But did you pay the IRON PRICE?

If you’ve read far enough in George R.R. Martin’s A Song of Ice and Fire you’ve probably met Theon Greyjoy’s people, the iron islanders. The iron isolanders feature more prominently in A Feast for Crows and A Dance With Dragons, if I remember correctly.

Theon’s father, Balon Greyjoy, is obssessed with paying the “iron price” for everything, and the iron price means using your (iron) sword and murdering some guy and taking his stuff.

The iron islanders are basically vikings, so they have to pillage everything they have. The Greyjoy house words are “We do not sow.” As in, they’re not supposed to farm. They just steal everything they need.

Balon insists that you have to pay the iron price for everything you own or have. If you’ve watched the Game of Thrones tv show you’ve seen that scene where Balon mocks Theon for not paying the iron price for that armor he has.

The thing is, the whole idea of “paying the iron price” is obviously totally unfeasible.

What about food or fishing? Why do we see fishermen among the iron islanders? What about trade? How do they survive?

Like, why would anyone else in the seven kingdoms put up with these assholes if, instead of trading, they just murdered people and took their stuff? Repeatedly? [1]

[1] Side note: Okay, everything I’m about to say aside, If you’ve read the series, “why does anyone put up with the iron islanders?” is actually a really good question. They’re generally useless and back stab and rise up in rebellion all the time. But anyway.

The answer, regarding what’s up with the iron price, is that of course it’s not feasible at all, and it’s not supposed to be.

It’s a great example of a really transparent and silly ideology that nonetheless everyone just goes along with, because hey, it greases the wheels and keeps the system working.

This is actually what makes the iron price so great. It makes no sense and stands up to not even the tiniest bit of scrutiny if you take it too literally.

But no one does, because that’s not how it works.

Instead, it’s a nuanced social code that everyone knows how to navigate in order to actually get things done:

Guy 1: “Hey, did you pay the iron price for all this stuff you obviously farmed?”

Guy 2: “Uh, sure. Yeah, technically. One of the shovels I used I took from some guy I murdered.”

Guy 1: “Cool. Well, I need some grain, so I’ll give you these coins that we’ll just assume were probably stolen at some point in the past.”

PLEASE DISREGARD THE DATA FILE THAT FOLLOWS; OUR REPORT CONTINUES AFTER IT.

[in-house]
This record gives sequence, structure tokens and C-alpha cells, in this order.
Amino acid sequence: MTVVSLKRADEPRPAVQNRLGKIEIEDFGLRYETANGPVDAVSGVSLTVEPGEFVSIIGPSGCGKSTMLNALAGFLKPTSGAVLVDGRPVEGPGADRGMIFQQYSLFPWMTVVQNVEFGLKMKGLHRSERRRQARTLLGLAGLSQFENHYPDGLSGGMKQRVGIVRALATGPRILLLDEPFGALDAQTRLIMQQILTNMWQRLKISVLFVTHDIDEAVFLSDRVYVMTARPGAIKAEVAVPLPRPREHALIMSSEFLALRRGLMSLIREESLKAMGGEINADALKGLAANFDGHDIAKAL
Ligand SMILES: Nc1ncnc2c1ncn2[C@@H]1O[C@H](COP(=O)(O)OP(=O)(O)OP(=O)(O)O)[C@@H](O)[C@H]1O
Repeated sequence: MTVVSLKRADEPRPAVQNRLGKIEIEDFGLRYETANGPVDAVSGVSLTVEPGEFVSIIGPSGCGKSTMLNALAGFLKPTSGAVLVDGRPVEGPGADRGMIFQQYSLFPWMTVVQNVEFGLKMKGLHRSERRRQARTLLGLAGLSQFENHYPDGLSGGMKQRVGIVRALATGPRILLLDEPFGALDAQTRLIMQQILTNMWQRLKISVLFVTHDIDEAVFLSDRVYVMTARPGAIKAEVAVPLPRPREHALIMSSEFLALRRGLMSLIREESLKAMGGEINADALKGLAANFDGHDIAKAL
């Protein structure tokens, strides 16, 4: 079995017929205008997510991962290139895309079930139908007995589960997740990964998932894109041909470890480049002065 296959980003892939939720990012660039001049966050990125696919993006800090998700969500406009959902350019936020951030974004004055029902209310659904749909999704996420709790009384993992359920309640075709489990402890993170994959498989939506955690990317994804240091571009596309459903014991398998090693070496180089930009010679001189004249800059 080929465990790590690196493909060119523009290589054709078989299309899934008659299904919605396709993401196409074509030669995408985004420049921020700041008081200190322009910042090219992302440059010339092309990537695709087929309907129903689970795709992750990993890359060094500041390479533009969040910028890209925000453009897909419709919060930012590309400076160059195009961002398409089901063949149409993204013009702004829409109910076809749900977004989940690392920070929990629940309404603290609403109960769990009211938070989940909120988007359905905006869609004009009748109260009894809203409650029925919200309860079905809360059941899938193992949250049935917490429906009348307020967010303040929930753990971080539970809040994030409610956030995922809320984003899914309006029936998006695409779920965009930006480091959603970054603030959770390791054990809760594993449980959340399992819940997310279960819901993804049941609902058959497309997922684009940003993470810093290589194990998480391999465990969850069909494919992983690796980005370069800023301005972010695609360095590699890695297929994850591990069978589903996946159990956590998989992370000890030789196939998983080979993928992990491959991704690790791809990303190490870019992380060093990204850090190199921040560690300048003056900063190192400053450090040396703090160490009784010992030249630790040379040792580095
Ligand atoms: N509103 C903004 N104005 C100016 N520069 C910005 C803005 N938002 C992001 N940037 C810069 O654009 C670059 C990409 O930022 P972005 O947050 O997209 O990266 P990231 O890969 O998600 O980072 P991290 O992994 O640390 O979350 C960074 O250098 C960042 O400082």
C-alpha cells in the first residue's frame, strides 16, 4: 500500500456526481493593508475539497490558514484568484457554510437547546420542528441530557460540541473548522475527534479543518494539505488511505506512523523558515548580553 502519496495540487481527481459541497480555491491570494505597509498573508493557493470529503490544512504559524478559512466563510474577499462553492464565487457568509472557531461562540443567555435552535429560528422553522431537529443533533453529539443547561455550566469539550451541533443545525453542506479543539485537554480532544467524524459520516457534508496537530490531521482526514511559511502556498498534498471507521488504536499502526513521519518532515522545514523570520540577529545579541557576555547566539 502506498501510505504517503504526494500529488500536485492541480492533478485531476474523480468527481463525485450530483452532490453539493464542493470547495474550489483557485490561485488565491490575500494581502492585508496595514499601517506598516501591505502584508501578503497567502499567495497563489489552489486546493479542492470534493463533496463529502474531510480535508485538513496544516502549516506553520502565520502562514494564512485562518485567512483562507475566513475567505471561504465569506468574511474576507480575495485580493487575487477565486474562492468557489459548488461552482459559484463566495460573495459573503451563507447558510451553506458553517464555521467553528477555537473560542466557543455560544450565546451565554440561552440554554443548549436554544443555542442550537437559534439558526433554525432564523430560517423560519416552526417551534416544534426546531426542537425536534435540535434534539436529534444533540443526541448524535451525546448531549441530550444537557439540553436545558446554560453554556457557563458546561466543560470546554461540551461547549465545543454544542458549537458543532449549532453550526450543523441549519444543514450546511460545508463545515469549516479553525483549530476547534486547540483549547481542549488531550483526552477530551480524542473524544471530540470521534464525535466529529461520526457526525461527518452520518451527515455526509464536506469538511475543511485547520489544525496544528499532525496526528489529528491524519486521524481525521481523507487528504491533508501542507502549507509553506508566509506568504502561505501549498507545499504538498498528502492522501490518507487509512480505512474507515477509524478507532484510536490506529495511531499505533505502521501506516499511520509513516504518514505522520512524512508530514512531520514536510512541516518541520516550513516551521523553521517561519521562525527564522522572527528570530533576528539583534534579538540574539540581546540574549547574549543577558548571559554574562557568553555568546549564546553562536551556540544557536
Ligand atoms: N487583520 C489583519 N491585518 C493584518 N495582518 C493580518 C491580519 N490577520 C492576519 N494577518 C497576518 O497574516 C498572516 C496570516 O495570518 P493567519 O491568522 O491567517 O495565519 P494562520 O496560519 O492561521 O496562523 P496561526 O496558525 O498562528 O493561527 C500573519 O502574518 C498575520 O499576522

Guy 2: “Done.”

Alternatively:

Guy 1: “Hey, I’m hungry, you got any fish? I stole these coins, you can have ’em. But I need fish.”

Guy 2: “Yeah, I got lotsa fish!”

Guy 1: “Did you pay the iron price for them?”

Guy 2: “Insofar as my fishhooks were made of iron, and I ‘stole’ them from the sea, yes, yes I totally paid the iron price.”

Guy 1: “Cool.”

See? Stuff gets done. Trade happens.

Everyone’s happy.

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“Story of Your Life” by Ted Chiang

I just read "Story of Your Life" by Ted Chiang. You can find it here: Stories of Your Life and Others. The Kindle version is $7.69.

It's really good. It's reminded me (somewhat) of that Star Trek: The Next Generation Episode, "Darmok," where the universal translator doesn't work quite right because the alien language's referential function is kind of on a different wavelength than our own. In order to say, for example, something along the lines of, "Darn, this isn't working," the alien keeps saying, "Shaka, when the walls fell," referring to an historical event. In order to say, "You [Picard] and I [Captain Dathan] should fight together against a common enemy," the alien says, "Darmok and Jalad, at Tanagra!" which is also an actual historical event involving people called, presumably, Darmok and Jalad. The episode resulted in this neat-o t-shirt:

(Credit to SA forums poster "Kirk," I think…?)

"Darmok" is probably one of the best TNG episodes.

Anyways, the Ted Chiang story is even better. (Some spoilers about the scifi and linguistic theory in the story.) "Story of Your Life" deals a whole bunch with semiotics. Like, what would a language be like if it came from a culture that understood the time-space continuum in a manner completely different from our own? I.e., if it came from a culture that experienced all events simultaneously?

Dr. Louise Banks is struck by the fact that, of all the math Earth has tried communicating with the aliens, they seem best able to communicate Fermat's principle of least time, which is, y'know, a pretty weird principle, because it means that light that hits water seems to "know" beforehand at which angle to travel in order to hit the water in just such a way that it travels in the least time. Eventually, Banks realizes that the aliens experience time non-sequentially. So how do they communicate?

Chiang (or the character-narrator, Dr. Louise Banks) posits that communication as such would be performative. Chiang basically lists the standard three examples that J.L. Austin gives of speech-act theory. Of the three, the one that illustrates the idea best is the one that's always given: we go through the ceremony of a wedding, knowing full well that it's going to end with "I do," but we still have to go through the full performance in order to make the ceremony "effective." We go through the motions to make those motions a reality.

This has thematic implications because of the side-plot relating to Dr. Louise Banks' daughter. The story uses the Sapir-Whorf hypthesis, which is the idea that the structure of a language structures thought. Steven Pinker doesn't like it. (The Sapir-Whorf hypothesis is different from what I call the Bashir-Worf hypothesis: the idea that learning to speak Klingon without the universal translator make you more attractive to Dax symbiotes.) Would we have children if we knew the future, and that future wasn't always good? If we knew the future, would we perform the motions of events in order to make them a reality? And, in a classic time-travel paradox kind of way, wouldn't [enough] foreknowledge of the future us to act on it?

Chiang's "Story of Your Life" is excellent because it ties together seamlessly the high-concept science fiction with the emotional implications it explores, in a way much more resonant than a lot of sci fi short stories I've read. (I've read a fair share of golden age sci fi, but I haven't read an absolute tonne, and I readily admit that there's a lot of new stuff of which I am ignorant. I mostly read Gardner Dozoi's Year's Best anthologies.) I'll be reading the rest of Chiang's collection (there are seven more stories, I think) and then, probably, I'll try writing a review on Amazon or something. Writing Amazon reviews might be a New Year's resolution. Maybe. I don't know yet.